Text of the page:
The Imperial College London has announced a coalition with a number of universities across India, fronting a study entitled “Prevention of Epilepsy by Reducing Neonatal Encephalopathy (PREVENT)”. The campaign is cited as the world’s largest study on babies with neonatal encephalopathy and other brain injuries occurring shortly after birth, in an attempt to reduce the number of cases of epilepsy resulting from the brain trauma.
Trauma to the brain during or shortly after childbirth is noted as being one of the most common risk factors for developing epilepsy across much of the world. Encephalitis, or other injuries to the brain, can result in perinatal asphyxia, a condition in which areas of the brain are starved of oxygen, in many cases resulting in permanent damage — including the potential for the development of epilepsy.
A study published in 2012 found that nearly 95 percent of people with epilepsy in India don’t receive any treatment for epilepsy at all. The study recommended that epilepsy be treated with as much attention as is currently given to other noncommunicable diseases such as heart disease.
Of the seventy million people suffering from epilepsy worldwide, nearly twelve million are expected to reside in India. This represents nearly one-sixth of the global epilepsy burden. Notably, the disease was found to be more common among males, individuals who belong to lower socioeconomic backgrounds and those who reside in rural areas.
The London-led study, therefore, comes as a potential major boon for epilepsy care and treatment in India. The focus of the research is to introduce a “care bundle” to improve the intrapartum care in Indian public hospitals. This would involve the use of intelligent foetal heart rate monitoring, an e-partogram, brain-oriented neonatal resuscitation, and birth companions. In doing so, they believe that the rate of brain trauma — or its long-term effects — could be mitigated.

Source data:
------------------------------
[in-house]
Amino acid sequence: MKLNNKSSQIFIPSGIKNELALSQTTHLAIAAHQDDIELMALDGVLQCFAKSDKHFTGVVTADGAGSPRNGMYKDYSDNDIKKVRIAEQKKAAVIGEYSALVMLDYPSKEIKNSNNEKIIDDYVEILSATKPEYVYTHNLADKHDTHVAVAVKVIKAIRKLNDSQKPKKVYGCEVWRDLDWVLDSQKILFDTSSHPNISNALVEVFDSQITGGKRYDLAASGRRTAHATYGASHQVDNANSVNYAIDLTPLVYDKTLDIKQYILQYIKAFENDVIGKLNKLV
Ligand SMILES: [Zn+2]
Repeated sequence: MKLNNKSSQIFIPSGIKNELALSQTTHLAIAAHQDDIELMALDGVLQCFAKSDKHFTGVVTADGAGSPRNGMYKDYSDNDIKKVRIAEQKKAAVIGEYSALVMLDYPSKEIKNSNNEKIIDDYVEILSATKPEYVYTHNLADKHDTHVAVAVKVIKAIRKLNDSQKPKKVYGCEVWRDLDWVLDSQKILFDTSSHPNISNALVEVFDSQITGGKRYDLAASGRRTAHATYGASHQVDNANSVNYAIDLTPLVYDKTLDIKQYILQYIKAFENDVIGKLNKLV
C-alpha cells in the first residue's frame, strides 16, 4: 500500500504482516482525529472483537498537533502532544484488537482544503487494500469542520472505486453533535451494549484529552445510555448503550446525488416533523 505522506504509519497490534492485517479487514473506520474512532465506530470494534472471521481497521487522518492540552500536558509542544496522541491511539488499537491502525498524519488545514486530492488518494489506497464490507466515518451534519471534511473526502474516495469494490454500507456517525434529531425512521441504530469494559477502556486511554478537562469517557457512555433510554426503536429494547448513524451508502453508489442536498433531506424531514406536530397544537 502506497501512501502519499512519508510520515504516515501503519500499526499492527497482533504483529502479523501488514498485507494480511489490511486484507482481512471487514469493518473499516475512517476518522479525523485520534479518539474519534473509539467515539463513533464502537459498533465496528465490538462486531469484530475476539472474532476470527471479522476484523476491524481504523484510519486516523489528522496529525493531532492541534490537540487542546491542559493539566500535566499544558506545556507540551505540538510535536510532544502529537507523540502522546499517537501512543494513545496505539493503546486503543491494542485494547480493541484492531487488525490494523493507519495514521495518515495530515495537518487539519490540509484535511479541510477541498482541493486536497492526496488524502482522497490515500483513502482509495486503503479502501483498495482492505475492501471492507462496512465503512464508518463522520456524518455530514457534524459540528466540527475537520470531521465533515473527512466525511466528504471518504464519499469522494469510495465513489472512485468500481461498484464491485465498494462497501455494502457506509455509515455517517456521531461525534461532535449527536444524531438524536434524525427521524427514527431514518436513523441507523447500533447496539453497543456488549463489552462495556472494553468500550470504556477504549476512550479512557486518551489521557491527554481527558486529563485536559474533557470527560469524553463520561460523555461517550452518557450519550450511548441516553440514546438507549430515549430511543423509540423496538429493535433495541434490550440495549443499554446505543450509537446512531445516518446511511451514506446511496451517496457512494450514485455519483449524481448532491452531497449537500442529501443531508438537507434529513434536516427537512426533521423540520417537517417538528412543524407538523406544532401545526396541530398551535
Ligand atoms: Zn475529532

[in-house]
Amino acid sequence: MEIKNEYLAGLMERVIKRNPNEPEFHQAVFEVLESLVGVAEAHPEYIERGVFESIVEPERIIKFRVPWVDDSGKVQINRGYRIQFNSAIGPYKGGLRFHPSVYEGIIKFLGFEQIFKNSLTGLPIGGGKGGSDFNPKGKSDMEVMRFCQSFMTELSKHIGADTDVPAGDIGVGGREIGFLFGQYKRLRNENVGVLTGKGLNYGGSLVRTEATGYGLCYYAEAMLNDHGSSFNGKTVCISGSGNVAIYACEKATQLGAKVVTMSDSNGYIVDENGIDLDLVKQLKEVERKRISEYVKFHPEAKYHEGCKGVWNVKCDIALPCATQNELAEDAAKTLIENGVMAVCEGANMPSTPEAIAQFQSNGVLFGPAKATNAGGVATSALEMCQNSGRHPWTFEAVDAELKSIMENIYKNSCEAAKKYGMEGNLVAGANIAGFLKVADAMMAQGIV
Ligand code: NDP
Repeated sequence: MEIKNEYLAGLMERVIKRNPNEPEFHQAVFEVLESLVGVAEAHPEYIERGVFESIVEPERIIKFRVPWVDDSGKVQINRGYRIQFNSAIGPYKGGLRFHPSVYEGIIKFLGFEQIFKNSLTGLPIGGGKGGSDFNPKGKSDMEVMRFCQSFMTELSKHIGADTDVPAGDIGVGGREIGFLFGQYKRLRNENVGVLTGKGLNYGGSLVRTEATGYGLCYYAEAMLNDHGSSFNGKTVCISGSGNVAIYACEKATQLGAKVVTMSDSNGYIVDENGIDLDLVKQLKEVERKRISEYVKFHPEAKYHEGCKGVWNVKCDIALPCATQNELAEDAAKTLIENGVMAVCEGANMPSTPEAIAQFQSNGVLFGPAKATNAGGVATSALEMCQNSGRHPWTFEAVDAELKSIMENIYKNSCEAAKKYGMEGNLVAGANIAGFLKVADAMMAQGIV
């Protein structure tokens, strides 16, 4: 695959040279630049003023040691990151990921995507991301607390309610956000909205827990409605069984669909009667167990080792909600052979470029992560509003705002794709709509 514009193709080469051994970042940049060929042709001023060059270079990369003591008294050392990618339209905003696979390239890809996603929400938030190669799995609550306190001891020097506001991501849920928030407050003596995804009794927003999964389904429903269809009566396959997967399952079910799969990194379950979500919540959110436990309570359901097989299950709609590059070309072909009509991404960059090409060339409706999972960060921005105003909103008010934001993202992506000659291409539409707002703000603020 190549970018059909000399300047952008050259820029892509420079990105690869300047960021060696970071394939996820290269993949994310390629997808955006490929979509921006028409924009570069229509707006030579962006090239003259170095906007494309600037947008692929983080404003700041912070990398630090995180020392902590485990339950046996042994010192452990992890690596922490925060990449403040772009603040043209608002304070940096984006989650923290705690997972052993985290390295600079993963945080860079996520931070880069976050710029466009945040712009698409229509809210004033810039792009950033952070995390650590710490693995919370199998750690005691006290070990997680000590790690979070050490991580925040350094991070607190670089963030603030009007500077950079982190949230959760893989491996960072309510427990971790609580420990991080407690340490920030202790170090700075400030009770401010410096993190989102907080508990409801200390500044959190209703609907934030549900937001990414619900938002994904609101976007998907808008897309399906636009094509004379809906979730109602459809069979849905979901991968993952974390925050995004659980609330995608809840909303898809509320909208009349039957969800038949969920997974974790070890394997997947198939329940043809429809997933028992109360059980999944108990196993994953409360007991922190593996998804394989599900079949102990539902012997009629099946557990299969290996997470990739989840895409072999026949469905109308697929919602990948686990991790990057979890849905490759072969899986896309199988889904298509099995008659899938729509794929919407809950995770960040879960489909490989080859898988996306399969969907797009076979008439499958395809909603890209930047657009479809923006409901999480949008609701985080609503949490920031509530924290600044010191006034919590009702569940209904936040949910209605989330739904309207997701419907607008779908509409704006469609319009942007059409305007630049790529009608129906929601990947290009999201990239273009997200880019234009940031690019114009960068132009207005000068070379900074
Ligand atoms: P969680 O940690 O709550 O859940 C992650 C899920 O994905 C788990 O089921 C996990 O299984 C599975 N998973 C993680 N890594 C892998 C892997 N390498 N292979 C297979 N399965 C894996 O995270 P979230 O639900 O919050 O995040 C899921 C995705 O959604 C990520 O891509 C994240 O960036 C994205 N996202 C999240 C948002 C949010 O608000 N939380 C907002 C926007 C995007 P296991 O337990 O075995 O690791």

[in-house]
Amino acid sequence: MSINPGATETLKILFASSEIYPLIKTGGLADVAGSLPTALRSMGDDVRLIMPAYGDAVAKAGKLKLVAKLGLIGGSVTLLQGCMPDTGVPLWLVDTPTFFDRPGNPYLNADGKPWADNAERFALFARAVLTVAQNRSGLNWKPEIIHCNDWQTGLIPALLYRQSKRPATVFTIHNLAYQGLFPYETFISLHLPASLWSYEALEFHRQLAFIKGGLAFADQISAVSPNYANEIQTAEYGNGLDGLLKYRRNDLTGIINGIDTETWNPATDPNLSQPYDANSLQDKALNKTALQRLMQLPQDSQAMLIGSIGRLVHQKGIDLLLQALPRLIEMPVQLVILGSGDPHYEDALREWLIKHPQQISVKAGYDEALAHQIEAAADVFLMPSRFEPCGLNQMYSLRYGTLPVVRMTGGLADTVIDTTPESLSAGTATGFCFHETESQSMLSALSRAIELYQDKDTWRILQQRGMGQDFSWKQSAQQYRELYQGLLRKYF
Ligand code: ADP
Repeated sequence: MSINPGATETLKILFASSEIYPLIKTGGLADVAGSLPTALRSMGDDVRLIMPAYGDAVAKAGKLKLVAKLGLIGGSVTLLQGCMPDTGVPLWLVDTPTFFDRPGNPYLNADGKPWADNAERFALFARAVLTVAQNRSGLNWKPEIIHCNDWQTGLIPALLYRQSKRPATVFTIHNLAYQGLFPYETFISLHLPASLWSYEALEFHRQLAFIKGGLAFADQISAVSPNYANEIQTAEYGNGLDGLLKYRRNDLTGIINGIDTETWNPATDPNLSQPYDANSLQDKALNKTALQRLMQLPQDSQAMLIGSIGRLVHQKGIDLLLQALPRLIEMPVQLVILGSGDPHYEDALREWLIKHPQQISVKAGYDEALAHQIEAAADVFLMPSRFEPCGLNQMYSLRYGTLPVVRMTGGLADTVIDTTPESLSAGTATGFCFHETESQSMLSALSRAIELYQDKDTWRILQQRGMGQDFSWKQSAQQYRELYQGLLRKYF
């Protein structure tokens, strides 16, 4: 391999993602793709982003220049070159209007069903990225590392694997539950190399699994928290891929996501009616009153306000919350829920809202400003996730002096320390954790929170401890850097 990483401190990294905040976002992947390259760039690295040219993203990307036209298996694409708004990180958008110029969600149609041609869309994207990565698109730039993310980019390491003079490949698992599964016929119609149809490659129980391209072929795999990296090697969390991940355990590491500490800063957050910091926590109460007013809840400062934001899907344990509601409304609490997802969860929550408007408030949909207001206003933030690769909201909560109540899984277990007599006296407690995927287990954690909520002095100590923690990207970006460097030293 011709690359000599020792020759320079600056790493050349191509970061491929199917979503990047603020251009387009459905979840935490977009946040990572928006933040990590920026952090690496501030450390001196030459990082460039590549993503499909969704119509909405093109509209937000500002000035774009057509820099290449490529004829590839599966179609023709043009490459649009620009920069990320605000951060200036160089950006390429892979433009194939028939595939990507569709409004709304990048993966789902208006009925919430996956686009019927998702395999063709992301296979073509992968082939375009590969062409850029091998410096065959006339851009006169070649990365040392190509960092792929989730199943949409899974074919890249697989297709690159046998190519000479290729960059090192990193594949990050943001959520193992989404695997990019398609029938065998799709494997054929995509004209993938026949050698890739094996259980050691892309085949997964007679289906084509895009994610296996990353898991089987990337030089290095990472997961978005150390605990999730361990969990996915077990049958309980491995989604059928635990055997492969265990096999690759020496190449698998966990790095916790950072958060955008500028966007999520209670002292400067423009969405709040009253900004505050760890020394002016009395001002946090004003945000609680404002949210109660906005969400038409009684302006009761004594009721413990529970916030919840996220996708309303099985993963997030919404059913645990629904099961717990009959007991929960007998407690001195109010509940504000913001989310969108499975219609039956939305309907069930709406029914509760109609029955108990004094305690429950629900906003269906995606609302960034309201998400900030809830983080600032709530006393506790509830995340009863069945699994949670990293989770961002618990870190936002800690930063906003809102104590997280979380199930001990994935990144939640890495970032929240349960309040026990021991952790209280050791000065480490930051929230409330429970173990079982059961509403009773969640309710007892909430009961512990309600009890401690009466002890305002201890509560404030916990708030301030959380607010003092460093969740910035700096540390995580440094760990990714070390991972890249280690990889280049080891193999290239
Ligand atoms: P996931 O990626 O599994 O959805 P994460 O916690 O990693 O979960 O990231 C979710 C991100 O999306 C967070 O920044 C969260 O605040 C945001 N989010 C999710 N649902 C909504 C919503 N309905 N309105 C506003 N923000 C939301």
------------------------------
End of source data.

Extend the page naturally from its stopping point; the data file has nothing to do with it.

“Birth asphyxia-related brain injury is the commonest cause of death and disability in babies worldwide,” said Dr Sudhin Thayyil, lead researcher of the study at Imperial College London. We believe that this could be substantially reduced with a ‘care bundle’ that combines many key evidence-based elements which have been shown to reduce perinatal brain injury.”
The study has already revealed that it will have a wide scope, assessing the births of 80,000 women recruited from three major hospitals in south India – the Bangalore Medical College, Madras Medical College and Calicut Medical College. It is already clear that epilepsy care in India needs to be improved significantly. The results of the study could further underline that more needs to be done in both preventing and treating epilepsy within the country.
Professor Helen Cross, from the University College London and one of the study investigators, said “millions of people around the world develop epilepsy every year and the incidence is twice as high in low and middle income countries. Epilepsy related to perinatal brain injury is a large social and economic burden in India.”